“And then there are filmmakers like us, where the issue is in many ways secondary,” continues Sundberg. “Honestly, if you were a wickedly good surfer and you told me there was some way to strap on an underwater camera that would stay with you as you rode a 40-foot wave, I’d say, ‘Let’s go!’ To me, that’s just as compelling.”
In advance of Full Frame, Stern and Sundberg shared some thoughts on their collaborative efforts, including Burma Soldier, which will have its broadcast premiere on HBO next month.
In My Corner (1998) Although Stern and Sundberg had begun filming Darryl Hunt years prior, this was their first completed documentary.
“We were both working at HBO, and I had come to know this gym in the South Bronx,” recalls Stern. “We were following young boxers who were going to be the next Junior Olympic championsthat’s what we were told. Then, our main character started to lose. I kept worrying that we weren’t going to have a movie without really seeing what was really happening with this 15-year-old kid, Angel Alejandro.”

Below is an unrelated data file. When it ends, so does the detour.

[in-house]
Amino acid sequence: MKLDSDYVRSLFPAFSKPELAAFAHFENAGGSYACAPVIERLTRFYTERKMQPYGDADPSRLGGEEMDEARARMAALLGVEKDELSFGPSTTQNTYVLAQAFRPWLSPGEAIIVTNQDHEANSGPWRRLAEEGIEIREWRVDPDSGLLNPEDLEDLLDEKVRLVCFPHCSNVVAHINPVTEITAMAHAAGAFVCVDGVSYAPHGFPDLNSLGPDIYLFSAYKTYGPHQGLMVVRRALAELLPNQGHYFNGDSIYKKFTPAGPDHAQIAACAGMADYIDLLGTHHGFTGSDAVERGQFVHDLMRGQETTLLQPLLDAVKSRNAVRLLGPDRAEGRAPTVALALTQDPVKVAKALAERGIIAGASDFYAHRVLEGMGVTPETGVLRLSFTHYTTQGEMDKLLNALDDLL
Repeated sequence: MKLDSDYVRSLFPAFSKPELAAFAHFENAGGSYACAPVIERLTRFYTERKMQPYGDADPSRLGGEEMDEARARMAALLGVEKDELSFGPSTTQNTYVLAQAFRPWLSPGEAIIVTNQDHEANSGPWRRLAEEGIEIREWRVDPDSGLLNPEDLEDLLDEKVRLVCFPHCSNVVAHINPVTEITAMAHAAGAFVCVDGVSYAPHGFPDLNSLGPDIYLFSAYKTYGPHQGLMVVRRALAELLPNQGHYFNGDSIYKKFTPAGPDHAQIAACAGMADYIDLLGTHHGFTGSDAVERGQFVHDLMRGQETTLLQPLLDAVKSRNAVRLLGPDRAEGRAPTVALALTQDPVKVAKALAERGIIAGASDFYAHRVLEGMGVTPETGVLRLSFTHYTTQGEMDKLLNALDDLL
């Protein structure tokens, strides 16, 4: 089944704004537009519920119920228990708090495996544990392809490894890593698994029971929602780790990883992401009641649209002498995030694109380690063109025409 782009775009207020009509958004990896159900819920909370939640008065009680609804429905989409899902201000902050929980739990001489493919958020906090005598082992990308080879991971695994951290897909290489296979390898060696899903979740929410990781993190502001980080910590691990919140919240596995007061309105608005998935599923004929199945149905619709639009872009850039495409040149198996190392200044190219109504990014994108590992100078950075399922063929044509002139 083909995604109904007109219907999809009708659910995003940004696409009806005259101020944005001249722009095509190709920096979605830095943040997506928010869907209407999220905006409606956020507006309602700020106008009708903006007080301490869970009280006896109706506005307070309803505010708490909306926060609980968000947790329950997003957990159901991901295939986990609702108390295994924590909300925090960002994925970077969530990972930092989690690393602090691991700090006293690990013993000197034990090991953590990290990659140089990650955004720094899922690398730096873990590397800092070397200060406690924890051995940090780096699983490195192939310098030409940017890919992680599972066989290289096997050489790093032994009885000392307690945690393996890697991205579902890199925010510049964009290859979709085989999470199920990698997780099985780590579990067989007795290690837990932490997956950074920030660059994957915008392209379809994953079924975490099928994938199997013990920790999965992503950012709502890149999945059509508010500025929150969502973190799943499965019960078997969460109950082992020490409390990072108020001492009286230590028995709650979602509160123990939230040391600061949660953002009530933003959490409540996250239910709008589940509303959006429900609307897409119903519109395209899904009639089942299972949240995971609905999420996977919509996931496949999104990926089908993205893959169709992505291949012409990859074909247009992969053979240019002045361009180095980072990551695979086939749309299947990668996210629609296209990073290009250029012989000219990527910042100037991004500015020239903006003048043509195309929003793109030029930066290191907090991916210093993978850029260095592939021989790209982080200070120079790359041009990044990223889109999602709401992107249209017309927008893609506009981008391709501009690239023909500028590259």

The Trials of Darryl Hunt (2006) Stern and Sundberg’s first collaboration, about a Winston-Salem man’s Kafkaesque odyssey through a legal system that wrongly convicted him of murder and jailed him for 20 years, took more than a decade to finish because of the timeline of the case and difficulties securing funding.
“I try to tell (film) students that sometimes you have to just go with your heart,” says Stern.
“Did we know the film would ever get finished? No. Did we know Darryl would ever get out of prison? Of course not. But it was a good story and you have to follow your heart.”
The Devil Came on Horseback (2007) “We weren’t looking to make a film about genocide,” says Sundberg. “Brian [Steidle]’s sister told us about her brother’s photos he had taken while working in Darfur that no one had ever seen before.